Darren Rovell Reportedly Deceived By Fake Escort Service

The CNBC Sports reporter took a tip and went with it, only the story was a complete fabrication from a shocking source.

Josh Helmuthby Josh Helmuth

Deadspin.com is reporting that Darren Rovell, who is a sports business reporter for CNBC, got totally duped with a fake story involving reports that a New York escort service was losing money because of the NBA lockout.

Rovell sent out this tweet in an attempt to find a new angle on the lockout late last year:

Rovell received this reply in his inbox on November 17, 2011:

"I run an escort service in New york, mostly for away teams players after games but I get some knicks and nets players also. They are the high rollers and im not getting the constant business that I need to stay running."

Rovell was totally into it. He not only replied vigilantly, but ended up running the story.

His only problem? Evidently, his source.

Turns out the e-mails were coming from an 18-year-old high school senior named Tim, who fabricated the whole story because he 'got bored one day.'

The kid created a fake e-mail account with the name "Henry James," his e-mail being hankinthebank1@gmail.com.

After receiving "Henry's" e-mail, the thread below allegedly blossomed.

(Rovell) Henry,
I can keep you quiet but can you at least give me financial details — how much do players pay typically? what do they get?


Ya I appreciate you keeping me quiet. Some girls are few hundred dollars an hour, some can be a few thousand dollars per hour, they get anything and everything, especially the younger guys. They mostly have their people contact me to arrange it so I rarely deal directly with players.


what percentage of your business is nba then? and how much money would say you're losing? what cut do you then get?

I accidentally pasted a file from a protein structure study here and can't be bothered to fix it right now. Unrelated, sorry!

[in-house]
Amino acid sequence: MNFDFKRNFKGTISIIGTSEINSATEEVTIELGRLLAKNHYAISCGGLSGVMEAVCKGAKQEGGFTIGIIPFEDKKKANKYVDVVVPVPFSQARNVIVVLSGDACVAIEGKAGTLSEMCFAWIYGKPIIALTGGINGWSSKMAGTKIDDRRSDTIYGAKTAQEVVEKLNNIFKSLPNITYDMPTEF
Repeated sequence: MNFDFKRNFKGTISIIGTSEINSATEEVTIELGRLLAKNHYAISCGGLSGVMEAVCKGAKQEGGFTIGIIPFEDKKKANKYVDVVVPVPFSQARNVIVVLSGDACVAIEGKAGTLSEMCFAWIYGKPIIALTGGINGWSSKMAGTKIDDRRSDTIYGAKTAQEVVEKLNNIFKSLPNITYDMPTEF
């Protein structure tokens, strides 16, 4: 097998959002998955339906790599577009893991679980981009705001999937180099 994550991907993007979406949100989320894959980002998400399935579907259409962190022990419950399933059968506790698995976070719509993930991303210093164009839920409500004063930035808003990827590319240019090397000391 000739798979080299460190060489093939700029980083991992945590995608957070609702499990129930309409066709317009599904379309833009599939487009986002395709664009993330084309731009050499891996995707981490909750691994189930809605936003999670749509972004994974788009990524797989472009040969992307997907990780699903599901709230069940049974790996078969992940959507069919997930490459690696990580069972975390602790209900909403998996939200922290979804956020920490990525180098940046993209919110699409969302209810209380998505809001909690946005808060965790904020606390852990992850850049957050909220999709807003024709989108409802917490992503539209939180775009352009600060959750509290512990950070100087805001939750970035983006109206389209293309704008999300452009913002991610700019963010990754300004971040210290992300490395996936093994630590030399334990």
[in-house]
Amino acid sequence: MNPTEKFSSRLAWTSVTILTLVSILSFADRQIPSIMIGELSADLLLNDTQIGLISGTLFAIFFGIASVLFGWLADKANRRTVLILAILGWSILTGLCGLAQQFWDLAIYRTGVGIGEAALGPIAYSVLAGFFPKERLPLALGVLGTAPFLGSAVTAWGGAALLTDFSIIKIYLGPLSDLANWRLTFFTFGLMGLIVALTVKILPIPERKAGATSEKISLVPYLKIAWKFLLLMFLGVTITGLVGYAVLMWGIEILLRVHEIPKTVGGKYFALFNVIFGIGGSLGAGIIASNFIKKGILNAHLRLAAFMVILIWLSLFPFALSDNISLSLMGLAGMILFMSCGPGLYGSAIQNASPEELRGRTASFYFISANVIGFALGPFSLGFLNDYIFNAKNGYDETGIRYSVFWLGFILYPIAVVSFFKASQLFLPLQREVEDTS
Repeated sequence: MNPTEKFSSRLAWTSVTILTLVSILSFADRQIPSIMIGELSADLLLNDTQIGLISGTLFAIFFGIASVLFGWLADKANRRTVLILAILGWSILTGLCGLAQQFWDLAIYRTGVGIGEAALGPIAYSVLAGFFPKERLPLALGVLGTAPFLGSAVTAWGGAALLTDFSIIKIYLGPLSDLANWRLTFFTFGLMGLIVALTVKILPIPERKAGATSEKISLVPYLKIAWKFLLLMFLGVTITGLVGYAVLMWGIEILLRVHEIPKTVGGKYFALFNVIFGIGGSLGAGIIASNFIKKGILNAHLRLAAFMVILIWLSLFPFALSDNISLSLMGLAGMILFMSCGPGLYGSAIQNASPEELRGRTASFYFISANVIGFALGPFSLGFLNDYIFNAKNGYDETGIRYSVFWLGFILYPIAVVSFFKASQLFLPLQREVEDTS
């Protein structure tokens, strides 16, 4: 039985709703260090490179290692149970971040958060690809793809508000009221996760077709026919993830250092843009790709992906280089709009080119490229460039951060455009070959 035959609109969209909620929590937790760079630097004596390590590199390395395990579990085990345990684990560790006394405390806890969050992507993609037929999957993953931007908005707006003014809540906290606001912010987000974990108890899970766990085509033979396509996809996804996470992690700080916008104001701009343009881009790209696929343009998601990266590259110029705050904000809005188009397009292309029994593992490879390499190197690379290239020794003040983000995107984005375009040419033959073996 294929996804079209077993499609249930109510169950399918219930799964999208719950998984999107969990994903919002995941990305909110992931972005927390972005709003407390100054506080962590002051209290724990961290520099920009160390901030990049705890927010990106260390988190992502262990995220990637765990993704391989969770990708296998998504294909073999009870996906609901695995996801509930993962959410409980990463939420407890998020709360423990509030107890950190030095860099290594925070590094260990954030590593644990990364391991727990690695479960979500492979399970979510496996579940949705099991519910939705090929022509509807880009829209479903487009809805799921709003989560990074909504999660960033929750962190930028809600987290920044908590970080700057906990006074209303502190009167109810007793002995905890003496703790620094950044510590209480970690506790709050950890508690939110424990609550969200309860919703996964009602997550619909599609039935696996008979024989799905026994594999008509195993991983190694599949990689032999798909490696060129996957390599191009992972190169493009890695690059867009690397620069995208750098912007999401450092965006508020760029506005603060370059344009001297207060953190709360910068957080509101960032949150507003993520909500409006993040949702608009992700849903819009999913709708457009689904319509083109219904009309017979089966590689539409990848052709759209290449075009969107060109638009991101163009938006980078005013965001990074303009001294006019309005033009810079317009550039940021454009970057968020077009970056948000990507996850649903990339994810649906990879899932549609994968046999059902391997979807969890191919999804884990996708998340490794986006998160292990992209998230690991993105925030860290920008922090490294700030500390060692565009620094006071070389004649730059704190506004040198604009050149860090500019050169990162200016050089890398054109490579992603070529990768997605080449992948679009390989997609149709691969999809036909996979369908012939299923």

Well its a high profile operation so I get a lot of athletes depending on the season but between entertainers, athletes and just wealthy people 30 percent roughly is NBA related during NBA season. This far into the season ive probably lost 25,000 dollars maybe more, its hard to tell because were working with lower profile clients in replacement for less money. I take anywhere from 65 to 80 % of the cut depending on how long the woman has been working for me.


this is so fascinating to me. so it's either players or people who come into town to see games that the business is coming from. is there virtually no replacement or you are so tapped into the nba players and their managers that it's harder to get other business because you've done it for so long?

one more thing, typically what is the cheapest woman and what is the most expensive woman? i assume it's by the hour and what is the typical # of hours?


There are replacements but they aren't as consistent and not nearly as high paying. Cheapest girl is around 350 or 400 an hour most expensive is 4,000, anywhere from 2 to 6 hours usually

Are you doing a report on this?

He sure did. The kid's 'prank' made it on Rovell's CNBC.com report just days later, which was followed by Twitter threads and the release of the story on other major online outlets.

A 30 percent decline seems to be the magic number, even for Henry, who runs an escort service in New York that he says charges between $400 and $4,000 an hour, depending on the woman.

Henry says he takes between 65 and 80 percent of the total cut to match the players and other high-profile fans, who are with the client an average of four hours.

"There are replacements but they aren't as consistent and not nearly as high paying," Henry said.


The best part? Well, besides the whole story being manufactured by a teenager, was that Tim made up these prices and numbers out of thin air.

"I came up with that completely off the top of my head," he told Deadspin.com. "I didn't even Google it."

The teen supposedly forgot about the whole ordeal and is just now coming public.

Josh Helmuth is the editor for CraveOnline Sports. You can follow him on Twitter @JHelmuth or subscribe at Facebook.com/CraveOnlineSports.

Just don't send him a fake escort story. Or do. After all, bad press is still good press, right?